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SyMAP multiple chromosome 3D view and dot plot. (a) On the left panel, the reference chromosome is selected by clicking its number, which highlights the regions of all other chromosomes that have shared synteny blocks. Selecting the body of chromosomes on the left adds them to the 3D view. Selecting them a second time removes them from the 3D display. The 3D display on the right can be rotated, zoomed and moved in order to inspect the syntenic relations. Red ribbons represent un-inverted synteny blocks, green ribbons are inverted (although, as SyMAP detects imperfect synteny, each may contain small regions of the opposite type). (b) Selecting the ‘Dotplot’ button brings up the dot plot for the same set of chromosomes as shown in the 3D display. The black arrows have been added to point to the inverted and un-inverted blocks discussed in the text.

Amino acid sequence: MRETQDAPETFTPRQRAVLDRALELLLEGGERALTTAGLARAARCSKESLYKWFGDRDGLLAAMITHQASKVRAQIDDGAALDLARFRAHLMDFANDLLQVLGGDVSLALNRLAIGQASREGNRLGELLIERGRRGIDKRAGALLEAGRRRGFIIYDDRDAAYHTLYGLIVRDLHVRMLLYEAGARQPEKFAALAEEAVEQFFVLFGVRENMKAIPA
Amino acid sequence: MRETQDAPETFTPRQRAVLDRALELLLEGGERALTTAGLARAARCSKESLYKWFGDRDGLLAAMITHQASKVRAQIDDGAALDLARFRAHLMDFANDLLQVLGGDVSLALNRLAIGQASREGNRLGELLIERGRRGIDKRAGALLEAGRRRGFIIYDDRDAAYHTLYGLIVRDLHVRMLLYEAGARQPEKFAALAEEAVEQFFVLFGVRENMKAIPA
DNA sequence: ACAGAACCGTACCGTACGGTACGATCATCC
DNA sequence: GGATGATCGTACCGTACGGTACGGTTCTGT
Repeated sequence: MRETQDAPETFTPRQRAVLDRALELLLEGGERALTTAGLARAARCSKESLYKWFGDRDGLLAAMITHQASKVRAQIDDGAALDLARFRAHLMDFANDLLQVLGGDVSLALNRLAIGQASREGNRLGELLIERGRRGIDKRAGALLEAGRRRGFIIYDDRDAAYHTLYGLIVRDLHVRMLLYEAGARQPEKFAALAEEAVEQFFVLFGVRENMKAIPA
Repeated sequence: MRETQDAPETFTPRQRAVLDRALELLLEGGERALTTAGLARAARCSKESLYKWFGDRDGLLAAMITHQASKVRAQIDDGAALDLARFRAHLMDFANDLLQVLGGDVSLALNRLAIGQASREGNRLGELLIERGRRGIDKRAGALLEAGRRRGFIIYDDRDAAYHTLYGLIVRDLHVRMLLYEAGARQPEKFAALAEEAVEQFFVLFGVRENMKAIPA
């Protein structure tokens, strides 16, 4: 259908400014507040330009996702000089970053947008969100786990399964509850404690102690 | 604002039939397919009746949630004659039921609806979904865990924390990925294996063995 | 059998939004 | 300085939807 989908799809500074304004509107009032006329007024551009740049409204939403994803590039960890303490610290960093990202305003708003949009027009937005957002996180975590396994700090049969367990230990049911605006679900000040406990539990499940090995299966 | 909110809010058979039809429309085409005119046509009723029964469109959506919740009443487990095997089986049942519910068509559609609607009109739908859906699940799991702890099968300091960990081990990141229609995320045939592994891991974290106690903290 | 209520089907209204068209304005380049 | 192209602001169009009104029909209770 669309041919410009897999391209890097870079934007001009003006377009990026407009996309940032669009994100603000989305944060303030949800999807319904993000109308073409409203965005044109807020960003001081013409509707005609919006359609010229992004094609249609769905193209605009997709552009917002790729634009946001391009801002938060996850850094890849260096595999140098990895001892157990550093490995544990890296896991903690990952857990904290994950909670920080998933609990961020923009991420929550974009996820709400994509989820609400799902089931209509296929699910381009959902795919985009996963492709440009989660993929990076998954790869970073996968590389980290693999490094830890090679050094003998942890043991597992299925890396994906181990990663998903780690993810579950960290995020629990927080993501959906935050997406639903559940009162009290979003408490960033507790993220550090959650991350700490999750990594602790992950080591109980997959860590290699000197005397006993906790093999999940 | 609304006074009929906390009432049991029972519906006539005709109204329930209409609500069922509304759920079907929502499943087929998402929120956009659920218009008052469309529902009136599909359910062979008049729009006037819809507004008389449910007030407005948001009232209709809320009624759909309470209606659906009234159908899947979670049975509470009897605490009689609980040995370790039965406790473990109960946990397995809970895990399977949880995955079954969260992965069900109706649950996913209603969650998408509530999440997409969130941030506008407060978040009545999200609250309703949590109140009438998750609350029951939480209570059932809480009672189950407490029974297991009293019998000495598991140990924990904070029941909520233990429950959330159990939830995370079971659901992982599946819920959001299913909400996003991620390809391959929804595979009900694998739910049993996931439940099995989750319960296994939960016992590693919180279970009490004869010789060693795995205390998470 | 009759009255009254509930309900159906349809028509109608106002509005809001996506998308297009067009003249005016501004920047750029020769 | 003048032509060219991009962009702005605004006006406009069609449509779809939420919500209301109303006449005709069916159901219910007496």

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Figure 2: SyMAP multiple chromosome 3D view and dot plot. (a) On the left panel, the reference chromosome is selected by clicking its number, which highlights the regions of all other chromosomes that have shared synteny blocks. Selecting the body of chromosomes on the left adds them to the 3D view. Selecting them a second time removes them from the 3D display. The 3D display on the right can be rotated, zoomed and moved in order to inspect the syntenic relations. Red ribbons represent un-inverted synteny blocks, green ribbons are inverted (although, as SyMAP detects imperfect synteny, each may contain small regions of the opposite type). (b) Selecting the ‘Dotplot’ button brings up the dot plot for the same set of chromosomes as shown in the 3D display. The black arrows have been added to point to the inverted and un-inverted blocks discussed in the text.